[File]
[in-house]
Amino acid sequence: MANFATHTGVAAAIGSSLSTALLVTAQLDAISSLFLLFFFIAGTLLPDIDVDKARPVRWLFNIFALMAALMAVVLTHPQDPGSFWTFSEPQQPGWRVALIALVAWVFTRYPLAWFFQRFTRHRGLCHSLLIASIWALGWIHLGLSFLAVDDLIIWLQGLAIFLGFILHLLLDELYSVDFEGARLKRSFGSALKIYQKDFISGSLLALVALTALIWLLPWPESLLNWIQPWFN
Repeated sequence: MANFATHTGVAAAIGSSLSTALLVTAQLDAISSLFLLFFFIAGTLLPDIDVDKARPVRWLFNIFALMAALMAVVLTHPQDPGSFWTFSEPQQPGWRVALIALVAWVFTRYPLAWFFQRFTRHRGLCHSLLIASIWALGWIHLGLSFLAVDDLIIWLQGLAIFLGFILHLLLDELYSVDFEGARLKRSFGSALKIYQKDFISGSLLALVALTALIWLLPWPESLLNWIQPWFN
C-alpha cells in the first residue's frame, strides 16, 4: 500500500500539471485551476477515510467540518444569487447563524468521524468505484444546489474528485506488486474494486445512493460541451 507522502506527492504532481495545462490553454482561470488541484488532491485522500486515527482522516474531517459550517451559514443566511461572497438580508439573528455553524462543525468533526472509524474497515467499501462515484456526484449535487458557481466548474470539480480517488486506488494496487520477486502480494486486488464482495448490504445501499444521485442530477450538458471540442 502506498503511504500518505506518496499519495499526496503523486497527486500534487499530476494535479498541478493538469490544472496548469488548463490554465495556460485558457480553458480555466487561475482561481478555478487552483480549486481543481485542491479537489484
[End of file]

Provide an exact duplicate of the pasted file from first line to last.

[in-house]
Amino acid sequence: MANFATHTGVAAAIGSSLSTALLVTAQLDAISSLFLLFFFIAGTLLPDIDVDKARPVRWLFNIFALMAALMAVVLTHPQDPGSFWTFSEPQQPGWRVALIALVAWVFTRYPLAWFFQRFTRHRGLCHSLLIASIWALGWIHLGLSFLAVDDLIIWLQGLAIFLGFILHLLLDELYSVDFEGARLKRSFGSALKIYQKDFISGSLLALVALTALIWLLPWPESLLNWIQPWFN
Repeated sequence: MANFATHTGVAAAIGSSLSTALLVTAQLDAISSLFLLFFFIAGTLLPDIDVDKARPVRWLFNIFALMAALMAVVLTHPQDPGSFWTFSEPQQPGWRVALIALVAWVFTRYPLAWFFQRFTRHRGLCHSLLIASIWALGWIHLGLSFLAVDDLIIWLQGLAIFLGFILHLLLDELYSVDFEGARLKRSFGSALKIYQKDFISGSLLALVALTALIWLLPWPESLLNWIQPWFN
C-alpha cells in the first residue's frame, strides 16, 4: 500500500500539471485551476477515510467540518444569487447563524468521524468505484444546489474528485506488486474494486445512493460541451 507522502506527492504532481495545462490553454482561470488541484488532491485522500486515527482522516474531517459550517451559514443566511461572497438580508439573528455553524462543525468533526472509524474497515467499501462515484456526484449535487458557481466548474470539480480517488486506488494496487520477486502480494486486488464482495448490504445501499444521485442530477450538458471540442 502506498503511504500518505506518496499519495499526496503523486497527486500534487499530476494535479498541478493538469490544472496548469488548463490554465495556460485558457480553458480555466487561475482561481478555478487552483480549486481543481485542491479537489484